Surgery to remove the entire prostate and the seminal vesicles (glands that secrete part of the ejaculate) is called a radical prostatectomy (see Figure 1). Like any major surgery, it has risks, and is usually offered to healthy men who have at least a 10-year life expectancy.
The operation can be done by open surgery or by a ‘keyhole’ (laparoscopic) approach. The keyhole approach involves making several small openings in the abdomen. The surgeon may control the instruments using a ‘robot’. Keyhole surgery can take longer, but blood loss is usually less and recovery time and hospital stay shorter. Depending on whether the surgery is open or keyhole, hospital stay is 1–6 days with a recovery period of 3–6 weeks before returning to work or energetic activities such as heavy lifting.
Open and keyhole approaches have similar results. The surgeon’s experience (number of operations performed) in using either approach is important for a good outcome.
Potential long term side effects of a radical prostatectomy are poor erections (impotence) and urinary leakage (incontinence). Because the prostate lies next to nerves and blood vessels that are important for erections, this operation carries a high risk of poor quality erections (70–90% of cases in an Australian study) (1). If the cancer is small, and the nerves controlling erections can be spared, impotence rates are at the lower end of this range. A nerve-sparing operation is less likely to be possible if your cancer is high risk (see Table 1).
The prostate lies at the opening or ‘plug hole’ of the bladder and surrounds the urine outflow tube (urethra). Mild to moderate urine leakage can occur after the operation. Urinary incontinence occurred in 9–16% men in the Australian study1 with severe incontinence at the lower end of this range.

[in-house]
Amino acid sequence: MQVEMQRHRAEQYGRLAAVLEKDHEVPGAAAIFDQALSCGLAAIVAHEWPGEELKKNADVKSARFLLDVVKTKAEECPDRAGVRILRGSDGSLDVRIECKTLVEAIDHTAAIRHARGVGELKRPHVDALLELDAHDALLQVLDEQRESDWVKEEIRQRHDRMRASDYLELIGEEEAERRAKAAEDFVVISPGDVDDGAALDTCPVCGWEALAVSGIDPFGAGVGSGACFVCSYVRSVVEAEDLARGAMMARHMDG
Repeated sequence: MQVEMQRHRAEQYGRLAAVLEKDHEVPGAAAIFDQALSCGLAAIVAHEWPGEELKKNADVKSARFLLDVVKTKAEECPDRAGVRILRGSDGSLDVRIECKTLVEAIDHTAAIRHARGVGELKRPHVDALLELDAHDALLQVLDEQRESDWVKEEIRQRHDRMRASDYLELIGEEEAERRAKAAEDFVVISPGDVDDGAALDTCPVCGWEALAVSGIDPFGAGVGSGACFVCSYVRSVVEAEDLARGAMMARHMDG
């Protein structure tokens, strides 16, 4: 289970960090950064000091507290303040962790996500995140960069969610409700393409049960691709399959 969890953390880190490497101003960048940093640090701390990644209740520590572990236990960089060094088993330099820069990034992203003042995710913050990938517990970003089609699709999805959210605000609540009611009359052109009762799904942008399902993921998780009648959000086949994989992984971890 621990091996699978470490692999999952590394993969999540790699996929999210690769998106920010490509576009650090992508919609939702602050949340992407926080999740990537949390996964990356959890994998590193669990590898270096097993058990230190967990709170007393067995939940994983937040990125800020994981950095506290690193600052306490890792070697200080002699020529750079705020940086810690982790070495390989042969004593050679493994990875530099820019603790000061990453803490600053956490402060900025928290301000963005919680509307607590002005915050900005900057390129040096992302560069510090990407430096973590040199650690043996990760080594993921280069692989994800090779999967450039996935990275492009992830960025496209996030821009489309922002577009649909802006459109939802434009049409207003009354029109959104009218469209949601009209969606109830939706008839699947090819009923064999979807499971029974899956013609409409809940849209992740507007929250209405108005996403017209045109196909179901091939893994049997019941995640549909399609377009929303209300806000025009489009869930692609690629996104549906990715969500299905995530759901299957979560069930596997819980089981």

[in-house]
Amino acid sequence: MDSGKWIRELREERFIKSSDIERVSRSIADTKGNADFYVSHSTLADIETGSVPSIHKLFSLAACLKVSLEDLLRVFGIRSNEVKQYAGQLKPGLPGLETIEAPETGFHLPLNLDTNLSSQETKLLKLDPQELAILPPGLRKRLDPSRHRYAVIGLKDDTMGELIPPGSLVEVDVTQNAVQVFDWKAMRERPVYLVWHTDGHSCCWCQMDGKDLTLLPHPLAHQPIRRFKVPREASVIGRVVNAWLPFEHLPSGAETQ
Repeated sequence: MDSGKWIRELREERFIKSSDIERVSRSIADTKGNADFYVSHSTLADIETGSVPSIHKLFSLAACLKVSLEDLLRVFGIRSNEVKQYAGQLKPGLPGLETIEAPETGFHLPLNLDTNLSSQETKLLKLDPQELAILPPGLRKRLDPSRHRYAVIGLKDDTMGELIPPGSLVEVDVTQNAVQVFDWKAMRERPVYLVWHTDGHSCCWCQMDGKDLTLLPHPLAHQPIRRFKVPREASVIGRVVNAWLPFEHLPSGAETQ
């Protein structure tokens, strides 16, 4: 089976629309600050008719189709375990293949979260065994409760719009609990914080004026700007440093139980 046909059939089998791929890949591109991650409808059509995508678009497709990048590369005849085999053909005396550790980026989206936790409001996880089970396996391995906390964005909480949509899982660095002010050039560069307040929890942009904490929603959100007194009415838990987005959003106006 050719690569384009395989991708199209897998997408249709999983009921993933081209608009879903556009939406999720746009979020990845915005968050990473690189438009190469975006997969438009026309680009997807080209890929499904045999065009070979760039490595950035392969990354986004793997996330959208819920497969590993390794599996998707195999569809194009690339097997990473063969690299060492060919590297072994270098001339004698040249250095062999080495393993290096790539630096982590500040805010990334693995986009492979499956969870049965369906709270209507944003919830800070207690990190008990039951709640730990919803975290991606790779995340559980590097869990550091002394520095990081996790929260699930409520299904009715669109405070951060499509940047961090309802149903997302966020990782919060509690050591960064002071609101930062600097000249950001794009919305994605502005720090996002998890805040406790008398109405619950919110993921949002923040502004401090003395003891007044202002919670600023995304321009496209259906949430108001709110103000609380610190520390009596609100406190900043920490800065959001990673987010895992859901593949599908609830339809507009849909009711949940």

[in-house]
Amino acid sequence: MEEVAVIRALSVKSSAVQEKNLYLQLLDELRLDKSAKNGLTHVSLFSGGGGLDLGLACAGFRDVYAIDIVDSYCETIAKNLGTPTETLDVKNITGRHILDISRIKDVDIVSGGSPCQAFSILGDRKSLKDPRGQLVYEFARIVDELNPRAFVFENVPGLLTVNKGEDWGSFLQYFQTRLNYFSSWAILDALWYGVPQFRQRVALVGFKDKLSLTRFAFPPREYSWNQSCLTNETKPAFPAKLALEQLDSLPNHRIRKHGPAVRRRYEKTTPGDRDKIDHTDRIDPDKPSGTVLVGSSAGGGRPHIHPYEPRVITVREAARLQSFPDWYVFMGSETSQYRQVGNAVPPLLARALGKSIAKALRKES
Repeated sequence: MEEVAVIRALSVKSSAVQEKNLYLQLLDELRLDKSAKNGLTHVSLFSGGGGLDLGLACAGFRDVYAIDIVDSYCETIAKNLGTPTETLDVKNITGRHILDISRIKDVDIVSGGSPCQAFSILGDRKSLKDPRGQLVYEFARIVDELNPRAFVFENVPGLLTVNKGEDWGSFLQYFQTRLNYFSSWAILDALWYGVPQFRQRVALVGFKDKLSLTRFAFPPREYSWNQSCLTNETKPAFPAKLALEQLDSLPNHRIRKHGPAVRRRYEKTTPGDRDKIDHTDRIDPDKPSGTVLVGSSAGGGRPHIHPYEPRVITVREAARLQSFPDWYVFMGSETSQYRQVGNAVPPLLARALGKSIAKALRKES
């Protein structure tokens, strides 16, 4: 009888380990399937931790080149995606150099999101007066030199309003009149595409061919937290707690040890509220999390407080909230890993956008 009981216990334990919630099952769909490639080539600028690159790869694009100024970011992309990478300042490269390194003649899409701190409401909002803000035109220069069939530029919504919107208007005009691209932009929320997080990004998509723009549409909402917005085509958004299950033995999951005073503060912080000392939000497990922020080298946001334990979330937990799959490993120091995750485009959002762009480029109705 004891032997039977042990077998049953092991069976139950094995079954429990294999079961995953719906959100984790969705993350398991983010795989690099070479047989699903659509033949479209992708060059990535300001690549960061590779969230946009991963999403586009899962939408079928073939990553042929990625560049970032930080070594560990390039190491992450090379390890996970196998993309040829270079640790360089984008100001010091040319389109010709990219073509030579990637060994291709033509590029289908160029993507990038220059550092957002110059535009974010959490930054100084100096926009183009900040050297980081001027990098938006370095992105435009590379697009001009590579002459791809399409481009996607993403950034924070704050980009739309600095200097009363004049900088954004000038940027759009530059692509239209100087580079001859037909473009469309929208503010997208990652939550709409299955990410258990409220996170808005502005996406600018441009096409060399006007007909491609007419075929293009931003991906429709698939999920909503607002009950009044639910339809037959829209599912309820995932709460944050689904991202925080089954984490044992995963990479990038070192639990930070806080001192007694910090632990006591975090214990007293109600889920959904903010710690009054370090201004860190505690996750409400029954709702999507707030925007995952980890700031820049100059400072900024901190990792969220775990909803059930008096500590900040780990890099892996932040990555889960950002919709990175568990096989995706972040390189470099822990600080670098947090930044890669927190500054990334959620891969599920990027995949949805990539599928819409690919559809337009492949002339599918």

The effectiveness of radical prostatectomy in treating localised cancer is very good: up to 88% of men with localised cancer remaining cancer-free at 12 years compared with 54% of men who did not have surgery (2). For this reason, it is offered as a potentially curative treatment.
Figure 1: The area removed in a radical prostatectomy
Male Reproductive System
Table 1: Assessing risk

Risk Stage, Gleason score and PSA Chance prostate cancer is confined to the prostate
Low Gleason 2–6
PSA less than 10
Cancer can’t be felt or is felt
in only a small area
Medium Gleason 7
PSA 10–20
Cancer can be felt in a larger area
High Gleason 8–10
PSA greater than 20
Cancer can be felt extending outside the prostate

1. Smith DP, et al. Quality of life three years after diagnosis of localised prostate cancer: population based cohort study. British Medical Journal 2009;339(2):4817.

2. Bill-Axelson A, et al. Radical prostatectomy versus watchful waiting in early prostate cancer. New England Journal of Medicine 2005;352(19):1977–84.

National Cancer Helpline: 13 11 20

This information sheet is not intended to take the place of medical advice. Information on prostate disease is constantly being updated. We have made every effort to ensure that information was current at the time of production; however your GP or specialist may provide you with new or different information that is more appropriate to your needs.

© Repatriation General Hospital, 2017.